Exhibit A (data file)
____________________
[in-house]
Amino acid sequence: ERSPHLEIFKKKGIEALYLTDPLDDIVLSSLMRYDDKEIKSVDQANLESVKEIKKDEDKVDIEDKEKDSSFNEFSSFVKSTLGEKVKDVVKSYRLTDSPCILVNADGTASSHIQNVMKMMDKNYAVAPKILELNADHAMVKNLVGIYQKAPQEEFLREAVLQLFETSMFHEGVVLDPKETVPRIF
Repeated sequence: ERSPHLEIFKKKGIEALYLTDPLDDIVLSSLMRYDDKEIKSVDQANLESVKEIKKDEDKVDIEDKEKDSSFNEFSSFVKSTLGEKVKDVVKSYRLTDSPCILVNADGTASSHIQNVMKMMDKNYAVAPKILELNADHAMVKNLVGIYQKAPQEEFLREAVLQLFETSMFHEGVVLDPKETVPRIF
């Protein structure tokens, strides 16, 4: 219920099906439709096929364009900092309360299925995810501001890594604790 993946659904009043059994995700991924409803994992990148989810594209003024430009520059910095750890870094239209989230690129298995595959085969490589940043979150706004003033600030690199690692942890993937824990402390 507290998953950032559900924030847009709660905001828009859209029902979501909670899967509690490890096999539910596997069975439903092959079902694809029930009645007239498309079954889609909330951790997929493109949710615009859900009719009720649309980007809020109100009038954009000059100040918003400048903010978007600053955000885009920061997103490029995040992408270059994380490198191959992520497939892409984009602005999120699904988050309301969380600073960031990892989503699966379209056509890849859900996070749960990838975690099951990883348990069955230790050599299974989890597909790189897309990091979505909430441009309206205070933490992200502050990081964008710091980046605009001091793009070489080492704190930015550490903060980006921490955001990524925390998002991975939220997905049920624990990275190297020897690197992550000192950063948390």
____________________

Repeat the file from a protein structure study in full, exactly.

[in-house]
Amino acid sequence: ERSPHLEIFKKKGIEALYLTDPLDDIVLSSLMRYDDKEIKSVDQANLESVKEIKKDEDKVDIEDKEKDSSFNEFSSFVKSTLGEKVKDVVKSYRLTDSPCILVNADGTASSHIQNVMKMMDKNYAVAPKILELNADHAMVKNLVGIYQKAPQEEFLREAVLQLFETSMFHEGVVLDPKETVPRIF
Repeated sequence: ERSPHLEIFKKKGIEALYLTDPLDDIVLSSLMRYDDKEIKSVDQANLESVKEIKKDEDKVDIEDKEKDSSFNEFSSFVKSTLGEKVKDVVKSYRLTDSPCILVNADGTASSHIQNVMKMMDKNYAVAPKILELNADHAMVKNLVGIYQKAPQEEFLREAVLQLFETSMFHEGVVLDPKETVPRIF
């Protein structure tokens, strides 16, 4: 219920099906439709096929364009900092309360299925995810501001890594604790 993946659904009043059994995700991924409803994992990148989810594209003024430009520059910095750890870094239209989230690129298995595959085969490589940043979150706004003033600030690199690692942890993937824990402390 507290998953950032559900924030847009709660905001828009859209029902979501909670899967509690490890096999539910596997069975439903092959079902694809029930009645007239498309079954889609909330951790997929493109949710615009859900009719009720649309980007809020109100009038954009000059100040918003400048903010978007600053955000885009920061997103490029995040992408270059994380490198191959992520497939892409984009602005999120699904988050309301969380600073960031990892989503699966379209056509890849859900996070749960990838975690099951990883348990069955230790050599299974989890597909790189897309990091979505909430441009309206205070933490992200502050990081964008710091980046605009001091793009070489080492704190930015550490903060980006921490955001990524925390998002991975939220997905049920624990990275190297020897690197992550000192950063948390």